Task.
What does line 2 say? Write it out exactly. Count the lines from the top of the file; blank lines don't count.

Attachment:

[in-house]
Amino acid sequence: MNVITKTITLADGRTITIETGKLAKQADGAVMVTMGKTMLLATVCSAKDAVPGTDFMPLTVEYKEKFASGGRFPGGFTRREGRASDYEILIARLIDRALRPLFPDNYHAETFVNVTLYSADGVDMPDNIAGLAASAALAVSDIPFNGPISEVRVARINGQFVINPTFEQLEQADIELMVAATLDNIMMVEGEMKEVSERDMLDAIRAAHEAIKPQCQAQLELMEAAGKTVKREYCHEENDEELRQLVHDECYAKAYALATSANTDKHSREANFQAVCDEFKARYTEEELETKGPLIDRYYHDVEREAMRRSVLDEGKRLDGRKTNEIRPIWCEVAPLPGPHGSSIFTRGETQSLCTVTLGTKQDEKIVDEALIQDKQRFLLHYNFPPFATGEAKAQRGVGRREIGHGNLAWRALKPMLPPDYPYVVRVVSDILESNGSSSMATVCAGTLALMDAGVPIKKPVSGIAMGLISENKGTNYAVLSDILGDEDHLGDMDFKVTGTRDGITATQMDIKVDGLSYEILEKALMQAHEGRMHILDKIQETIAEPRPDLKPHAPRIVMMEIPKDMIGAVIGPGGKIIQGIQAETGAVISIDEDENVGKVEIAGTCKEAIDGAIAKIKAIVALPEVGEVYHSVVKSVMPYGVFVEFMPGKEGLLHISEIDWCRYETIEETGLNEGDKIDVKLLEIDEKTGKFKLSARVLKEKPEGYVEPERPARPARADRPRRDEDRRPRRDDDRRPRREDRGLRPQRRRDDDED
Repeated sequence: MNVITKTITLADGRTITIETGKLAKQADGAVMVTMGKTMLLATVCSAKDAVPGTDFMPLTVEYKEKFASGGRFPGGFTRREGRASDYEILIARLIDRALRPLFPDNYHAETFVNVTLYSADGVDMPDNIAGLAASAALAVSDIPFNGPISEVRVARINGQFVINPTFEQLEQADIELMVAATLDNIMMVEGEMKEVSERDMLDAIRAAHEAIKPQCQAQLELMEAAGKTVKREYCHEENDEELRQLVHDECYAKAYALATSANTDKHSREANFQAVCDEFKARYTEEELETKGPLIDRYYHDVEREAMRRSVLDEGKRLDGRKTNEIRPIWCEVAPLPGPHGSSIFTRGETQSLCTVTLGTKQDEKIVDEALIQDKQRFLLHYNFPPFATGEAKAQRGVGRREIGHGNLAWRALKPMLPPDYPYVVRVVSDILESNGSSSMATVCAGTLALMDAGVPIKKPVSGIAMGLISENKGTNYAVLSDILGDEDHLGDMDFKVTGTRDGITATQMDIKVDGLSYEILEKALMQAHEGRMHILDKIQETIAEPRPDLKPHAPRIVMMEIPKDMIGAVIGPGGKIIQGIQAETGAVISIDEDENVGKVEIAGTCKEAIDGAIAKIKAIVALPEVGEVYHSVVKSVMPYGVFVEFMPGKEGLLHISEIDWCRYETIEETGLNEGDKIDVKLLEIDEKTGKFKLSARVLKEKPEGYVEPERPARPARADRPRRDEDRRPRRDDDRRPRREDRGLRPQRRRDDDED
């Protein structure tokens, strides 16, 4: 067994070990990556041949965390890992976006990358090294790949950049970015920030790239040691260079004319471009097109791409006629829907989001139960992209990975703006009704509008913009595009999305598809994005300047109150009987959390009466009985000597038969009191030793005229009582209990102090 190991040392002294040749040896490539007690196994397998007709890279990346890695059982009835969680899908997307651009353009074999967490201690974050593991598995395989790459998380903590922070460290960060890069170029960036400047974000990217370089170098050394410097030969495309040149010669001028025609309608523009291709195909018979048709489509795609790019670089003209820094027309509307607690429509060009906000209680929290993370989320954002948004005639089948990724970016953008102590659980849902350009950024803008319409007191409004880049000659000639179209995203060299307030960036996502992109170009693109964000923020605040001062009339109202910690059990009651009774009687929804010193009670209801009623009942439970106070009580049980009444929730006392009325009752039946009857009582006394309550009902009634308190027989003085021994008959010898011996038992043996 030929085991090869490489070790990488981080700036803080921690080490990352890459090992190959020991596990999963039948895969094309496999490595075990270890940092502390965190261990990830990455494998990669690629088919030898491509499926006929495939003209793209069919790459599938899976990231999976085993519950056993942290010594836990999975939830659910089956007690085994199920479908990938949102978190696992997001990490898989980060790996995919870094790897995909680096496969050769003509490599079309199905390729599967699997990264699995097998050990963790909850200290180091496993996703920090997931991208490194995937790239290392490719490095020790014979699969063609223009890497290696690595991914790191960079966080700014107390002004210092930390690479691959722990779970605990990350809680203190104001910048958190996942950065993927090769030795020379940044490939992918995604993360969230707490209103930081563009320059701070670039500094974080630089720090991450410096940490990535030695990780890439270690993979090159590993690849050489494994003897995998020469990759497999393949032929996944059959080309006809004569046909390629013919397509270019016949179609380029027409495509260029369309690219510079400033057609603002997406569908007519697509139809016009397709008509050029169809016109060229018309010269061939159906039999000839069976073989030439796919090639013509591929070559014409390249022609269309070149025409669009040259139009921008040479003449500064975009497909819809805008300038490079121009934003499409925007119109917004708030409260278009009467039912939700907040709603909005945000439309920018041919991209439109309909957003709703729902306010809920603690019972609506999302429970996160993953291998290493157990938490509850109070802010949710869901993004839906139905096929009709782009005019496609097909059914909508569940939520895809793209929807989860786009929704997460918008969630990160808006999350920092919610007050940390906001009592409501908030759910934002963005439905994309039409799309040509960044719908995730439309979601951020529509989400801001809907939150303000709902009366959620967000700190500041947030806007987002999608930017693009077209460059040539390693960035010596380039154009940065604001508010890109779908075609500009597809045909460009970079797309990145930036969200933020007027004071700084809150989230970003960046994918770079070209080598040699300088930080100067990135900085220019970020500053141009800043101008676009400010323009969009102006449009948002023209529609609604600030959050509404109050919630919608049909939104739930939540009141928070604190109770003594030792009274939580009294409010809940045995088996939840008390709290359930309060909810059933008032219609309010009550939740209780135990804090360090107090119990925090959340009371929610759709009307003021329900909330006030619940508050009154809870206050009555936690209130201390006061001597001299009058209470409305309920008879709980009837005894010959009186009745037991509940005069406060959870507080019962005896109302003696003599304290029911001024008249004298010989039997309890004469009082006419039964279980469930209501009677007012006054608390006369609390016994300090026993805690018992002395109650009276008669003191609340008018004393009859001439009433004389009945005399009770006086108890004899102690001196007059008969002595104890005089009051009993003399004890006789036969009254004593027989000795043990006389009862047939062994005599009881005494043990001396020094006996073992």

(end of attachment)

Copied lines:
Amino acid sequence: MNVITKTITLADGRTITIETGKLAKQADGAVMVTMGKTMLLATVCSAKDAVPGTDFMPLTVEYKEKFASGGRFPGGFTRREGRASDYEILIARLIDRALRPLFPDNYHAETFVNVTLYSADGVDMPDNIAGLAASAALAVSDIPFNGPISEVRVARINGQFVINPTFEQLEQADIELMVAATLDNIMMVEGEMKEVSERDMLDAIRAAHEAIKPQCQAQLELMEAAGKTVKREYCHEENDEELRQLVHDECYAKAYALATSANTDKHSREANFQAVCDEFKARYTEEELETKGPLIDRYYHDVEREAMRRSVLDEGKRLDGRKTNEIRPIWCEVAPLPGPHGSSIFTRGETQSLCTVTLGTKQDEKIVDEALIQDKQRFLLHYNFPPFATGEAKAQRGVGRREIGHGNLAWRALKPMLPPDYPYVVRVVSDILESNGSSSMATVCAGTLALMDAGVPIKKPVSGIAMGLISENKGTNYAVLSDILGDEDHLGDMDFKVTGTRDGITATQMDIKVDGLSYEILEKALMQAHEGRMHILDKIQETIAEPRPDLKPHAPRIVMMEIPKDMIGAVIGPGGKIIQGIQAETGAVISIDEDENVGKVEIAGTCKEAIDGAIAKIKAIVALPEVGEVYHSVVKSVMPYGVFVEFMPGKEGLLHISEIDWCRYETIEETGLNEGDKIDVKLLEIDEKTGKFKLSARVLKEKPEGYVEPERPARPARADRPRRDEDRRPRRDDDRRPRREDRGLRPQRRRDDDED